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Forest Service seeks public comment on proposed land exchange

Public comments are now being accepted on a land-exchange proposal in Archuleta County.

Thomas Smith has proposed to convey to the U.S. Forest Service two parcels of private property within the boundaries of the San Juan National Forest. The private parcels, Laughlin Park and Spiler Canyon, total 222.5 acres. In exchange, Mr. Smith would acquire a 339-acre parcel of National Forest surrounded by private property at Oak Brush Hill.

The San Juan National Forest originally signed an Agreement to Initiate this proposal in 2004, but work on the project was suspended in 2005. The Forest Service is now reinitiating the environmental review process for the proposal. This will include seeking public comments and offering avenues for the public to learn more about the proposal. Public comments submitted from the earlier effort will not be analyzed, and those who commented before and still want their comments considered, must submit comments again.

A public open house will be held Wednesday, Dec. 1, from 4-7 p.m. at the Ross Aragon Community Center, 451 Hot Springs Blvd., to allow interested members of the public to view maps of the parcels and ask questions of Forest Service staff and of Western Land Group, the project proponent representative. Field trips will be offered to the parcels, weather permitting, with signup sheets available at the open house.

The proposed federal exchange parcel is adjacent to the Forest Service Job Corps site, which is not part of the proposal. Smith has submitted to the Forest Service a conceptual development plan for the Oak Brush Hill parcel, which calls for 35-acre home sites and construction of an access road from the Piedra Road. The Oak Brush Hill parcel also adjoins Mr. Smith’s Dutton Creek Ranch, which Smith has also submitted a preliminary development plan for property to Archuleta County for preliminary review.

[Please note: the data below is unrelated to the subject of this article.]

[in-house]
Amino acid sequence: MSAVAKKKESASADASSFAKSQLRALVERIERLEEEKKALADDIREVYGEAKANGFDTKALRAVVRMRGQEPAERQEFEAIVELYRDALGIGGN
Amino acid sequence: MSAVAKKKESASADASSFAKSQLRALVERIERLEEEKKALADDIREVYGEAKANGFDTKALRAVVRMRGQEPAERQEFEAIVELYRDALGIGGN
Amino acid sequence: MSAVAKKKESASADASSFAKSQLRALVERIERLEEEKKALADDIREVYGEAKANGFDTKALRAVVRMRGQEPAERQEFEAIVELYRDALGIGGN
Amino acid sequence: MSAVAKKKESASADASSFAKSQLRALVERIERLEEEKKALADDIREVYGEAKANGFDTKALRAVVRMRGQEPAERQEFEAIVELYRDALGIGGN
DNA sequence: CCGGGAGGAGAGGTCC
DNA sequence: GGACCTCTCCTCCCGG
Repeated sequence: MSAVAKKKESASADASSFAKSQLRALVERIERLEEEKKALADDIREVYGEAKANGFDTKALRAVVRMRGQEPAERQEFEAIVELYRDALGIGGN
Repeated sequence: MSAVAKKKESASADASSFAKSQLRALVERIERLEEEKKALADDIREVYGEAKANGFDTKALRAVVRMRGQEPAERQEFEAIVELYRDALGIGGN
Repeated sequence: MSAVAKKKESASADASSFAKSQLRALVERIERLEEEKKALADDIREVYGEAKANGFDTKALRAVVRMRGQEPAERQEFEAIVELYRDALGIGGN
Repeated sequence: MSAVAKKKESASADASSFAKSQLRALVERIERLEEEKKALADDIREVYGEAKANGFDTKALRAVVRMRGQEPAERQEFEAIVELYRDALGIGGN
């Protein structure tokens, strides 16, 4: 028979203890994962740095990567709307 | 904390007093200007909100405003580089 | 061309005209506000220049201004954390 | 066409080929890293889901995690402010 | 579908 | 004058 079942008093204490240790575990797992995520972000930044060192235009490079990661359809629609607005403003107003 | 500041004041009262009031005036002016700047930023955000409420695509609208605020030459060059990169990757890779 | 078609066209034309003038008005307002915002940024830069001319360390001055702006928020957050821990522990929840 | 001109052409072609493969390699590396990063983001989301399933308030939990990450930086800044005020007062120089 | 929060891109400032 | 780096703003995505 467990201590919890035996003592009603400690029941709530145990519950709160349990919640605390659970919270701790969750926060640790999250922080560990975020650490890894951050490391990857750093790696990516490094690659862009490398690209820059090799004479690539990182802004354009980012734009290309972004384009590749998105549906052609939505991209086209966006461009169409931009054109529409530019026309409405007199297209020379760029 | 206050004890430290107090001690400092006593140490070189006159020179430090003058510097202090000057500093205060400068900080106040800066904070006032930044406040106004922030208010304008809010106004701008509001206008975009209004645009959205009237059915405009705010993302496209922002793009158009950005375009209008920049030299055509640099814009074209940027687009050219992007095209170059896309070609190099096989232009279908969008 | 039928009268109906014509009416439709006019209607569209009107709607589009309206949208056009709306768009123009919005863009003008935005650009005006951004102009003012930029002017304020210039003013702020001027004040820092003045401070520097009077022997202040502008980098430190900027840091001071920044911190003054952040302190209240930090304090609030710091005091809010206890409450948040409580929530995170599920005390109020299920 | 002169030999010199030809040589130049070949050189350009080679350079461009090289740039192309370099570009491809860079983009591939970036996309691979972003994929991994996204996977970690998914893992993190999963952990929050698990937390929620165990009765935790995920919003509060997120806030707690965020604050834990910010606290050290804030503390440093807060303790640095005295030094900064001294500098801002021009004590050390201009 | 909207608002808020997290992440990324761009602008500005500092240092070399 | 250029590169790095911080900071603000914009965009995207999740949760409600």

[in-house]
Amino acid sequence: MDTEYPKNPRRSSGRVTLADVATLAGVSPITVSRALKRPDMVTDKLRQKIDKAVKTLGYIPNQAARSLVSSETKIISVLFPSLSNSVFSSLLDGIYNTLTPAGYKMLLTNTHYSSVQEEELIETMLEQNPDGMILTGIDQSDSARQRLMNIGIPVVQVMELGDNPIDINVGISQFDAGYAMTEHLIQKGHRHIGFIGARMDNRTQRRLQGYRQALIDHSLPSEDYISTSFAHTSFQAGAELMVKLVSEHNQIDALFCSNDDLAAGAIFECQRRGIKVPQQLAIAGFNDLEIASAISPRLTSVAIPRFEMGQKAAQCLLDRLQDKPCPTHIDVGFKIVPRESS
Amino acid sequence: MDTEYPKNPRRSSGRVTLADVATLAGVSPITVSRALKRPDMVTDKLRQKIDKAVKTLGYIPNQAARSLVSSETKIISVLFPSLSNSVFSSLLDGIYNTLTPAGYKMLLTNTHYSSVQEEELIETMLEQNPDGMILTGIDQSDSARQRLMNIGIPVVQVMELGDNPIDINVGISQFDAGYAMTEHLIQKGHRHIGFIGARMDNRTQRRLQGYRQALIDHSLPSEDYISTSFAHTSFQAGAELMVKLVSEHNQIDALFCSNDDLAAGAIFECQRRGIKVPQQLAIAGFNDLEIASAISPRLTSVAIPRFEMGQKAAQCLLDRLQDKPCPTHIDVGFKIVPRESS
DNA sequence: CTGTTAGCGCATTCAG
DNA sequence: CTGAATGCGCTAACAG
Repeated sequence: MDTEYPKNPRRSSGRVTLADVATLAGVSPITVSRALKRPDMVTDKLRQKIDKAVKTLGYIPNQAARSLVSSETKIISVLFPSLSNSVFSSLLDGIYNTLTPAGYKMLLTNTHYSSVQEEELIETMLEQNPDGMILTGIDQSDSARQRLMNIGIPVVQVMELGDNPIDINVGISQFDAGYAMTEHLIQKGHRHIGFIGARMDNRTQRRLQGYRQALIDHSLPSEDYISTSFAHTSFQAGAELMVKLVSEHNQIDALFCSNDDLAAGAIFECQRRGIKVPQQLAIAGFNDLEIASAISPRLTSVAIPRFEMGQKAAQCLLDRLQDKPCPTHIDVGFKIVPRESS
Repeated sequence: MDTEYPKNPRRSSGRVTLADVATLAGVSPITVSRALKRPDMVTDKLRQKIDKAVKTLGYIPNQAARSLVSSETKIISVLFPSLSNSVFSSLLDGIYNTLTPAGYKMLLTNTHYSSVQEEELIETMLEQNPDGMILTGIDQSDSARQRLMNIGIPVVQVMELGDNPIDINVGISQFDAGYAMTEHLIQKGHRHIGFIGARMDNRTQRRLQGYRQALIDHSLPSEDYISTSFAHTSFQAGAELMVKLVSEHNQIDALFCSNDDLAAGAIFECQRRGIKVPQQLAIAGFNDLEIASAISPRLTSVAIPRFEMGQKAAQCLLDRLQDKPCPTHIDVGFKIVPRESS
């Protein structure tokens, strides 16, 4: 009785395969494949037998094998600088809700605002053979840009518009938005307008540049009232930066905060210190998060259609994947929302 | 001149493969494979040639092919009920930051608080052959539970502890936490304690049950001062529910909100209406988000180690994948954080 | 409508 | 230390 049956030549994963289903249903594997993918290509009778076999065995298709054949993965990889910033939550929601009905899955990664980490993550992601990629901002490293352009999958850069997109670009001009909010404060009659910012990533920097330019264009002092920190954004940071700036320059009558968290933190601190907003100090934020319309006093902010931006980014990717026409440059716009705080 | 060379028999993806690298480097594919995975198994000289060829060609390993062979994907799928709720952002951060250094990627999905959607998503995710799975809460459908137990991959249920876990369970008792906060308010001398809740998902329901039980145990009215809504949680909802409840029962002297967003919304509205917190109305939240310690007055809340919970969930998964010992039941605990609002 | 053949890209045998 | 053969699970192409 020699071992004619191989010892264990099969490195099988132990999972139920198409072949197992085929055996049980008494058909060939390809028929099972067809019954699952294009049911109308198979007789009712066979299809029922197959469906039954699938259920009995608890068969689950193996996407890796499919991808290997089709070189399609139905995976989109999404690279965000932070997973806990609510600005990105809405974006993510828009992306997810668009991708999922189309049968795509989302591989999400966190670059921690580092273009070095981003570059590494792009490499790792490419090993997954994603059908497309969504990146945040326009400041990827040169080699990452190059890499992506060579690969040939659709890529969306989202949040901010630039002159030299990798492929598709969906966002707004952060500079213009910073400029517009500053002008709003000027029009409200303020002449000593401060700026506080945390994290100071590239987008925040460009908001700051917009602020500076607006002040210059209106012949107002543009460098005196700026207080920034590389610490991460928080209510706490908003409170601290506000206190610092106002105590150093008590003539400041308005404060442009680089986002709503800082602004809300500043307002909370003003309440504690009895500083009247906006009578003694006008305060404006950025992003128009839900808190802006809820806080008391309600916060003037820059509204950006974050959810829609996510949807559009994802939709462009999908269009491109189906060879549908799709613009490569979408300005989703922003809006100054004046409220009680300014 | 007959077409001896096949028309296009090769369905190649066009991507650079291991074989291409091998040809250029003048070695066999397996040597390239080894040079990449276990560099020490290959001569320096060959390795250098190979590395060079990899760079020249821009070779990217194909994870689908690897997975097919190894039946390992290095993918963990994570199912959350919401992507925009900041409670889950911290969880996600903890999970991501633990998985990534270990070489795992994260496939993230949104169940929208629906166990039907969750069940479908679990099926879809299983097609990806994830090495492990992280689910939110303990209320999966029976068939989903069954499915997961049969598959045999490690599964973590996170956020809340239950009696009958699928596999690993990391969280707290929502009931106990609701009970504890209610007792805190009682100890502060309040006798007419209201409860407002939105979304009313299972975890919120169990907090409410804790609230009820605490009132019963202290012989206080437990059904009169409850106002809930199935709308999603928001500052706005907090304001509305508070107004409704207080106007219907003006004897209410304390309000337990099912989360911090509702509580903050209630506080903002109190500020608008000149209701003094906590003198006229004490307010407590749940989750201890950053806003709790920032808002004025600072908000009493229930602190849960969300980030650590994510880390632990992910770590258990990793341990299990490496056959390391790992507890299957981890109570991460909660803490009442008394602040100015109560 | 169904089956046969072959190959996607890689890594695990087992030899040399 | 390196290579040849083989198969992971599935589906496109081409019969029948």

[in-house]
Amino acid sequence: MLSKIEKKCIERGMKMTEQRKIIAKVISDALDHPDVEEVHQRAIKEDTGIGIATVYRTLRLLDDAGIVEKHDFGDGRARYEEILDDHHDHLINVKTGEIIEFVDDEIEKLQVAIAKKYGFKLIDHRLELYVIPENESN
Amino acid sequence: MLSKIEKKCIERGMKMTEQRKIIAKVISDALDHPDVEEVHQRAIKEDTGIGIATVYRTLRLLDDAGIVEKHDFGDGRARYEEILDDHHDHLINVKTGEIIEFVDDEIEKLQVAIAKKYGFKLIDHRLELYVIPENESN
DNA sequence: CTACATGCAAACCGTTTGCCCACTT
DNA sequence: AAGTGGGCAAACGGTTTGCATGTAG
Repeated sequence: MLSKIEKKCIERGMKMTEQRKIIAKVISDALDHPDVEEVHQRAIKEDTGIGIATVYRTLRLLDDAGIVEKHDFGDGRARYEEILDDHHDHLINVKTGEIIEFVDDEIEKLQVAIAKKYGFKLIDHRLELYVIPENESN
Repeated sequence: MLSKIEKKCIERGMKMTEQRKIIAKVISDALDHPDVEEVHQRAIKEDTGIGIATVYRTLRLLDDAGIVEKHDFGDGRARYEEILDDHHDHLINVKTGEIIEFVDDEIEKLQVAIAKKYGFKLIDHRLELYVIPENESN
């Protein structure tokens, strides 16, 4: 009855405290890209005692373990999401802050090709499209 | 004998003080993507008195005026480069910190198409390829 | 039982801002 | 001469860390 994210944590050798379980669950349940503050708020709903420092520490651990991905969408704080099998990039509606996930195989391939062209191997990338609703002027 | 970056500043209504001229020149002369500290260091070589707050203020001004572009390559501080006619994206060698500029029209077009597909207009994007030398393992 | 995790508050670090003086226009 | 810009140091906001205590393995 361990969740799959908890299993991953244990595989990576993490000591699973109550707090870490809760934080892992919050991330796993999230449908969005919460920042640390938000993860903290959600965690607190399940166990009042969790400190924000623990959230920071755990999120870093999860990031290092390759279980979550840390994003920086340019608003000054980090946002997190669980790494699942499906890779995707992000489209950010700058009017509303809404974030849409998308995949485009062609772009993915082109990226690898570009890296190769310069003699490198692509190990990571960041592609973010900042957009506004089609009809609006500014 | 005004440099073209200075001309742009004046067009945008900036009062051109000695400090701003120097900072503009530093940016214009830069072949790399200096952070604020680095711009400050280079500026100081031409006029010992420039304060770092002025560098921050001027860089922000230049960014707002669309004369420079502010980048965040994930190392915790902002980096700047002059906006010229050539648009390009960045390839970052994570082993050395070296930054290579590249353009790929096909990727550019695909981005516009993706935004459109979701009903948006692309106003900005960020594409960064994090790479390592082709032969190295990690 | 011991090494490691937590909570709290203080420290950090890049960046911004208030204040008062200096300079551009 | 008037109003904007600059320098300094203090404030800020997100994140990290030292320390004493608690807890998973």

The private parcels offered to the Forest Service in the exchange proposal, Laughlin Park and Spiler Canyon, are currently owned by Smith. Both are surrounded by the San Juan National Forest in undeveloped portions of Archuleta County. Public acquisition of these parcels would result in the protection of important wildlife habitat, wetlands, improved management efficiencies, and other desirable natural features.

Exchanges are completed on an equal-value basis, as determined by appraisals reviewed and approved by the Forest Service. If the values are not equal, the federal property can be reduced in acreage, and/or a cash equalization payment of up to 25 percent of the value of the Federal lands may be made.

Public comments on the scope of issues to be studied in an environmental analysis of the proposal will be accepted until Wednesday, Dec. 22. Written comments should be addressed to: Forest Supervisor, San Juan National Forest, c/o Cindy Hockelberg, P.O. Box 439, Bayfield CO 81122.

Electronic comments may also be submitted via e-mail to: sbrinton@fs.fed.us.

For more information, call Cindy Hockelberg at (970) 884-1418 or via e-mail at: chockelberg@fs.fed.us.

Kevin Khung, Pagosa District Ranger/Field Office manage issued the following comments concerning the proposed exchange.

“The proposed Laughlin Park Land Exchange offers the community and public land managers important choices in how to manage our public lands. Among our choices are the conservation of back-county lands that have not been impacted by human development and the retention of more urban public lands that have been influenced by human development. This proposal also presents opportunities to explore the mission of the Forest Service in today’s world.

“These are just some of the issues we will explore together in an environmental assessment process that is beginning for this proposed land exchange. Our goal will be to determine what is in the best overall public interest in terms of land acquired versus land traded.

“Mr. Thomas Smith has proposed to convey to the U.S. Forest Service two parcels of private lands surrounded by the San Juan National Forest. The private lands, Laughlin Park and Spiller Canyon, total 222.5 acres. In exchange, Mr. Smith would acquire an isolated tract of National Forest lands surrounded by private lands, locally known as Oak Brush Hill. Approximately 339 acres of these public lands are being considered in this proposed land exchange.